Crossover kills.

Probably, the area hardest hit by crossover was Afrocentric, conscious Hip-Hop. While it was briefly tolerated by White America, it was never truly accepted by the mainstream. There were just so many times that Poindexter was gonna allow himself to be called a “slave maker and bloodsucker of the poor,” regardless of how funky the beat was.

Thus, answering the great philosophical question, “can a man condemn himself?” with an emphatic no.

While much attention has been given to “gangsta rap” as the cause of the demise of pro-Black Hip-Hop, it must be remembered that the the less racially “offensive” De La Soul and the Native Tongue Movement, as well as the dance music of MC Hammer and the rise of Vanilla Ice, played a role as well.

During that era, while the average Black rapper rejoiced in his newfound suburban fans, it was, actually, white rappers, MC Serch and Pete Nice from 3rd Bass, that warned of the change that was coming on songs like “Gas Face” and “Pop Goes the Weasel.”

So, as time progressed, the measure of the success of a rap artist became how many middle class White kids bought his CDs. And eventually “Yo! MTV Raps” eclipsed the popularity of shows like BET’s “Rap City”. For instance, although many rap fans are familiar with Ed Lover, Dr. Dre, and T-Money, only a true Hip-Hop head can tell you about Chris Thomas, Joe Clair, and Big Lez.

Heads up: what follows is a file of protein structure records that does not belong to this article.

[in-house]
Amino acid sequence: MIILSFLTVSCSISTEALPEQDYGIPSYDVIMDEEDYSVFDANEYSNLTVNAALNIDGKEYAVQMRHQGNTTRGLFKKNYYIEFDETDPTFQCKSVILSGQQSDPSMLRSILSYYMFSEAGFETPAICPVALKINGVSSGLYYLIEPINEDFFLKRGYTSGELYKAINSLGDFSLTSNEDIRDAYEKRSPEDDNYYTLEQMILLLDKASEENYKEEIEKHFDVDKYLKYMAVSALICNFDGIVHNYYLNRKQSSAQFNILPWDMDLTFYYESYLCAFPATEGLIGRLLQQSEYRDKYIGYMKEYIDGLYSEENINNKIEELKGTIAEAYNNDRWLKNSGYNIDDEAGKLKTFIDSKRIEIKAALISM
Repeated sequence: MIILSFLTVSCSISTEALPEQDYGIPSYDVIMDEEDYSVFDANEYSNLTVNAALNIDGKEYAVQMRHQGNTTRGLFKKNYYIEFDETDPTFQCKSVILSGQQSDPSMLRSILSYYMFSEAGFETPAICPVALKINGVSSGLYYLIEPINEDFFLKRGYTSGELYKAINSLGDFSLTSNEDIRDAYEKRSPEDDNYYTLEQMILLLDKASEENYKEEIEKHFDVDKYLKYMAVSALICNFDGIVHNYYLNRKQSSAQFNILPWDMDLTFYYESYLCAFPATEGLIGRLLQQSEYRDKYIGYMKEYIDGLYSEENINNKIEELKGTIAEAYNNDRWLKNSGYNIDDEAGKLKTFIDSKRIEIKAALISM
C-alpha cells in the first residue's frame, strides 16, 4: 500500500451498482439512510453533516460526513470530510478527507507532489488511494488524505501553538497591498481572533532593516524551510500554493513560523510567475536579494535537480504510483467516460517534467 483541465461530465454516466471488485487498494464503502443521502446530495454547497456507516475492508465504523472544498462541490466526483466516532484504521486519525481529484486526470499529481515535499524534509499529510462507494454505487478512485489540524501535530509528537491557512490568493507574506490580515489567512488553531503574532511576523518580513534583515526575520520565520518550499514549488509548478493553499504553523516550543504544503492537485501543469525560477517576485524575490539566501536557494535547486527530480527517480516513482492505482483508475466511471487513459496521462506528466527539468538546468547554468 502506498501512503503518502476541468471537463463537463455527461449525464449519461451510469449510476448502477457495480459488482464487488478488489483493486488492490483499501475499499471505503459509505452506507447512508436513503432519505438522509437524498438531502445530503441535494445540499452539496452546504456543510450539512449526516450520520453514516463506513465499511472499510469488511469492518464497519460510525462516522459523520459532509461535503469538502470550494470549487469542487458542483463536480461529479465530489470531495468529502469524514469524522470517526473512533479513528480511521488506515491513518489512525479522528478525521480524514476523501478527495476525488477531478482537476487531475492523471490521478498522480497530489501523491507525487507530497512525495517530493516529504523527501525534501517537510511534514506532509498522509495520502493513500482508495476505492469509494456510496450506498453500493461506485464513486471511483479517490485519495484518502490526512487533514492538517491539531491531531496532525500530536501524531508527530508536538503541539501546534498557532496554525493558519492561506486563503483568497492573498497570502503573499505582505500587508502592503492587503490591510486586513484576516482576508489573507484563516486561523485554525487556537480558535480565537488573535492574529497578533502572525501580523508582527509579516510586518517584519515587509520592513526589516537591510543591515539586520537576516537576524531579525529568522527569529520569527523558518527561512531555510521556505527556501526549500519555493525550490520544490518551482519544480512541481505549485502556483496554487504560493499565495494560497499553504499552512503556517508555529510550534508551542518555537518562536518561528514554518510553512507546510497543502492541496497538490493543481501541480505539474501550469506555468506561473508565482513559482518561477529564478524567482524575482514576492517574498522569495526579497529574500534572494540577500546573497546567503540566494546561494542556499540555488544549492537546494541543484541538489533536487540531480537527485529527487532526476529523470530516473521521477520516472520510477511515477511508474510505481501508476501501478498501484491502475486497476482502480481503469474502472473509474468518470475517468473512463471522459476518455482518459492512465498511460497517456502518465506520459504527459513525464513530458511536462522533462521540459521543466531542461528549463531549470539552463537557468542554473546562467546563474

While many may point to money as the motivating factor behind crossover, that is not entirely true, as one cannot put a dollar value on the psychological need for White acceptance in the Black psyche.

Have you ever wondered why the superstar rapper who always shows up grinnin’ at the Grammy Awards is always missing in action at the Soul Train Music Awards? There is that annual awkward moment when the nervous presenter has to say,
“And the winner of the Lifetime Achievement/Hip-Hop song of the year award is……Well, um, he couldn’t be here tonight, so…um..I’m gonna accept this on his behalf…”

It is said that, “Once you go Black, you never go back,” but once you go White forget about it.

If Biffy leaves Sally Ann for Shaquana, he may get a little more swag in his style and start listening to “some Marvin Gaye, some Luther Vandross, a little Anita to set the party off right,” but he’s basically the same dude.

But when Rasheed leaves Bonita for Becky, he loses his darn mind. His whole world perspective changes. All of a sudden, even the most culturally aware brotha develops cultural amnesia and becomes a colorblind, Hip-Hop hippie, vehemently attacking any discussion of “Black” issues as outdated and racist.

As we wind down another Black Music Month, the point here is not to whine about what happened to our culture.

But to develop ways to save it.

Or else, one day when our children ask us what happened to real Hip-Hop, we’ll just shrug our shoulders and sing like Joni Mitchell:

“They paved paradise and put up a parking lot.”